Sunday, March 26, 2017

Video review: "Silence"

“Silence” didn’t make my list of the Top 10 films of 2016, but only because I didn’t see it in time. Director Martin Scorsese and the studio didn’t push it during the awards cycle, declining even to show it to regional critic groups. After watching it, I get the sense this is an intensely personal movie for Scorsese, who also co-wrote the screenplay with Jay Cocks, based on the historical novel by Shūsaku Endō.

Sometimes, we take such pride in the things most precious to us that it doesn’t matter to us if others treasure it as much.

Set in 17th century Japan, “Silence” stars Andrew Garfield and Adam Driver as young Jesuit priests who have come in search of their mentor, Father Ferreira (Liam Neeson), who has reportedly committed apostasy, or publicly renouncing his faith. This was at a time when the feudal leaders of Japan brutally put down any attempt to spread Christianity across the island, including torture, hanging and beheading.

The photography is breathtakingly beautiful -- cinematographer Rodrigo Prieto deservedly earned the film’s sole Academy Award nomination. And the performances by the supporting cast, mostly Japanese actors we’ve never heard of, are full of grace and truth. I was especially impressed with Shinya Tsukamoto as a simple farmer filled with unseen strength.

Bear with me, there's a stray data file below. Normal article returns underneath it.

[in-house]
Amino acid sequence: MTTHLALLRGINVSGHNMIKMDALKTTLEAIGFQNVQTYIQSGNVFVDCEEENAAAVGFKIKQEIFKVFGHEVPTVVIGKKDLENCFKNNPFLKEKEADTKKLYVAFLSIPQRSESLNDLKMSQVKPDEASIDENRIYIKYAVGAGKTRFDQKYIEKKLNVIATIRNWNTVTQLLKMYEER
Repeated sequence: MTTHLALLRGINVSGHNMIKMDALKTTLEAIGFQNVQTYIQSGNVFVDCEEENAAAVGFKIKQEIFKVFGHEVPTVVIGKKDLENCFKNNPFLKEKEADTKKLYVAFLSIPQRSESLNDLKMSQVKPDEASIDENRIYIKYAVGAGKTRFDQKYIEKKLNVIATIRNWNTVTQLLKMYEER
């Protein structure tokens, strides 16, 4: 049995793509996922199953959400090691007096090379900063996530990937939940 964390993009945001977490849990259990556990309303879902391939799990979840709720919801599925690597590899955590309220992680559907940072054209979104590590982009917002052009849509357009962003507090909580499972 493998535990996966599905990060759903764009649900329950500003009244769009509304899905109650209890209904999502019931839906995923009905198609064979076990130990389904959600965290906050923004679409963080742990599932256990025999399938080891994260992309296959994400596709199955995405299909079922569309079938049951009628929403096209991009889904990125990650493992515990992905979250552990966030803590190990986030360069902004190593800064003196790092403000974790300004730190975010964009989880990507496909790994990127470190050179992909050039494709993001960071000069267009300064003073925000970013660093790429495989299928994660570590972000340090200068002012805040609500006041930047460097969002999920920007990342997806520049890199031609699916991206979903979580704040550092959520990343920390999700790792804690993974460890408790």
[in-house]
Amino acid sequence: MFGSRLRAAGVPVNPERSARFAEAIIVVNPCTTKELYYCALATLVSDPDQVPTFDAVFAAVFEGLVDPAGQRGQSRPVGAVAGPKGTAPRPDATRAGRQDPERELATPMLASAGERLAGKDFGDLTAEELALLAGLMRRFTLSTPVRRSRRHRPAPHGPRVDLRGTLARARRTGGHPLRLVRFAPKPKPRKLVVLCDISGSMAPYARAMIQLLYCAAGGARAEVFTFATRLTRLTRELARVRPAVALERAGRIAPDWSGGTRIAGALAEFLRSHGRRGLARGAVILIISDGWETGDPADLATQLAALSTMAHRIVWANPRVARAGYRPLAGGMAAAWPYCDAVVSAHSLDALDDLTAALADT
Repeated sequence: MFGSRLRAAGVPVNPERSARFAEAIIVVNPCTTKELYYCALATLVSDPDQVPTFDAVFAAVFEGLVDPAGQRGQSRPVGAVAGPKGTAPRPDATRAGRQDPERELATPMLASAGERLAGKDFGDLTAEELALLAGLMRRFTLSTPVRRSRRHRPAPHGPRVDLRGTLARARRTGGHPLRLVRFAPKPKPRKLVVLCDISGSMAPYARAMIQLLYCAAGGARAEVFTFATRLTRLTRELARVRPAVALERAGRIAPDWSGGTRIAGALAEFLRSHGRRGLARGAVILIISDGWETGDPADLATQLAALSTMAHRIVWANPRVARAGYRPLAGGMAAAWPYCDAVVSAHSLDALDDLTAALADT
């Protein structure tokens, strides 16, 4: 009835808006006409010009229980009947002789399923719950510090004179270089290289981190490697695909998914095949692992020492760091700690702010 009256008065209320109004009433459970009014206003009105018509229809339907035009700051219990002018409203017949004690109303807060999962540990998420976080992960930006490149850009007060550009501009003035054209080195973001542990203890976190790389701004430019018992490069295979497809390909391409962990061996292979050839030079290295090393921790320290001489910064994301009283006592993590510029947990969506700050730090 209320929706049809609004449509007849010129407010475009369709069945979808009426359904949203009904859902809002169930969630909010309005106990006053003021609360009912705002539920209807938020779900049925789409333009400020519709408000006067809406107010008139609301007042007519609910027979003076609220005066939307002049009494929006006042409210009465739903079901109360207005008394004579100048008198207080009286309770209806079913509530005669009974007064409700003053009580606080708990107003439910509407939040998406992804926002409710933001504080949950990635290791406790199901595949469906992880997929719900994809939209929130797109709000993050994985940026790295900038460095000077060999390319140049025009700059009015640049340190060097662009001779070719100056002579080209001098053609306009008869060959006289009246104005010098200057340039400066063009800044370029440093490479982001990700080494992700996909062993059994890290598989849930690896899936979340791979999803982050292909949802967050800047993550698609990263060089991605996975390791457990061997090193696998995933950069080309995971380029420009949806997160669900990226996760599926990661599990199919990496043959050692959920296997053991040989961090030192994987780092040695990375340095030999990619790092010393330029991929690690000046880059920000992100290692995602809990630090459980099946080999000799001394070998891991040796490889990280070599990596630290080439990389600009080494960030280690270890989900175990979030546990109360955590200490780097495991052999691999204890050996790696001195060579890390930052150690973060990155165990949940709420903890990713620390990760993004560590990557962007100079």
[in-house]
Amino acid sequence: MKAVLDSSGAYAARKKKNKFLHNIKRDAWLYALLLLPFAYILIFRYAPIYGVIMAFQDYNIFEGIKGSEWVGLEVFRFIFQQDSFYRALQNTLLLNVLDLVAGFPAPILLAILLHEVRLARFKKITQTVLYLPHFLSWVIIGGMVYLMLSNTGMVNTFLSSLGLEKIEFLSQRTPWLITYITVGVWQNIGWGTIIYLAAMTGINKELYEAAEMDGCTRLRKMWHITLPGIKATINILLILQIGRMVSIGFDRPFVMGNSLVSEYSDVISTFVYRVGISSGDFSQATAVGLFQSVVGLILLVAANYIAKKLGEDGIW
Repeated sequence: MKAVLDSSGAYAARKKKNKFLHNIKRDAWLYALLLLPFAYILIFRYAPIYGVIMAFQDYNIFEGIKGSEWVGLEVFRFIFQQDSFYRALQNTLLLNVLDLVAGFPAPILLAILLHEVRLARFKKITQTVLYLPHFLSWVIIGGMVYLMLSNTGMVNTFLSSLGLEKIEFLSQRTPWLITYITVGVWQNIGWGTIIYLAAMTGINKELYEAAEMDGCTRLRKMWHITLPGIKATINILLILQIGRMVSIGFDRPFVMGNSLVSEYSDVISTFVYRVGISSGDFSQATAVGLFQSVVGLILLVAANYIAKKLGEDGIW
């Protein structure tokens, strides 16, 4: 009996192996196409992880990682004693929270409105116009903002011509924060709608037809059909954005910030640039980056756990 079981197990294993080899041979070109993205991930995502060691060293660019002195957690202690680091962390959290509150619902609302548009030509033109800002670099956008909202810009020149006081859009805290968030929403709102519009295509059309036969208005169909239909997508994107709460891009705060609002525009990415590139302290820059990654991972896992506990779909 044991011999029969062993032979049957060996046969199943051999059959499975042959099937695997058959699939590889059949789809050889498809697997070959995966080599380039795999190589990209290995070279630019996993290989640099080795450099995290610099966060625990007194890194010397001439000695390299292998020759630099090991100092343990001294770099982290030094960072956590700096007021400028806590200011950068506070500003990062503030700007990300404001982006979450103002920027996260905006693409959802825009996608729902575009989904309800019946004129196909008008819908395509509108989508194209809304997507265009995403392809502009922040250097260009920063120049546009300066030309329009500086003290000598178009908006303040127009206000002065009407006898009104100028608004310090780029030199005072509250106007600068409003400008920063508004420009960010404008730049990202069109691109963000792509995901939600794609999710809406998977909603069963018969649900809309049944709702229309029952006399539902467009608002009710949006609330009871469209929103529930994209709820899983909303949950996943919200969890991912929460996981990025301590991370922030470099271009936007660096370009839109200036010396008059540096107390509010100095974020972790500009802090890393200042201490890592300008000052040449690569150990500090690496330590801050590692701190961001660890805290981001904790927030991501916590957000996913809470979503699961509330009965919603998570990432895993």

Ultimately it’s Andrew Garfield’s movie, though. His performance as Rodrigues is as fully fleshed out as anything you’ll see on a screen. A deeply religious man filled with compassion but also not a little vanity, he finds himself confronted with terrible choices between his faith in God and the teachings of the church that interprets that faith.

Most moviegoers aren’t searching for deep, slow contemplations on religious oppression in a far-flung land four centuries ago. But if you’re willing to invest a little faith in me, I think my recommendation for “Silence” -- the highest I can give -- will not lead you astray.

Unsurprisingly, bonus features for this film are rather sparse, consisting entirely of a making-of documentary, “Martin Scorsese’s Journey into Silence,” which comes on the Blu-ray edition. The DVD contains no extra material.



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